The Library of Nineteenth-Century Photography

 
 
 
Alfred, Lord Tennyson

Alfred, Lord Tennyson


A carte-de-visite-size albumen print portrait of Alfred Tennyson (1809-1892), poet laureate from 1850, noted for the majestic, musical language of his verse.

In 1862 Tennyson had his first interview (there were three more at later dates) with Queen Victoria, the prospect of which terrified the obsessively shy poet. In the end, the visit was a success. Tennyson endeared himself to the Queen by commenting that the recently departed Albert would have made a good king, and when she asked if there was anything she could do for him, he merely asked her to shake hands with his two young sons to ‘keep them loyal in the troublesome times to come.’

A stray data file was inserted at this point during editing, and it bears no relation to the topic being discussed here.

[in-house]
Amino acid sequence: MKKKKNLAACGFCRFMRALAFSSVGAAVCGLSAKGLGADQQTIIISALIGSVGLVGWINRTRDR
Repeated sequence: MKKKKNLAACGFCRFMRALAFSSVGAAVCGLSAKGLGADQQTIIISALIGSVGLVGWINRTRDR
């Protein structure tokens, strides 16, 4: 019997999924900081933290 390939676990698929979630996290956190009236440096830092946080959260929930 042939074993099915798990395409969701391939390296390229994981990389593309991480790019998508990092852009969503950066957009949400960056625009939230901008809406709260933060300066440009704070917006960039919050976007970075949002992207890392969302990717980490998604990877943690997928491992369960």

The Queen later wrote in her journal that the poet was ‘very peculiar looking, tall, dark, with a fine head, long black flowing hair and a beard – oddly dressed but there is no affectation about him.’

Photographed by the London Stereoscopic and Photographic Company.



 

Code: 124303
 
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© Paul Frecker 2018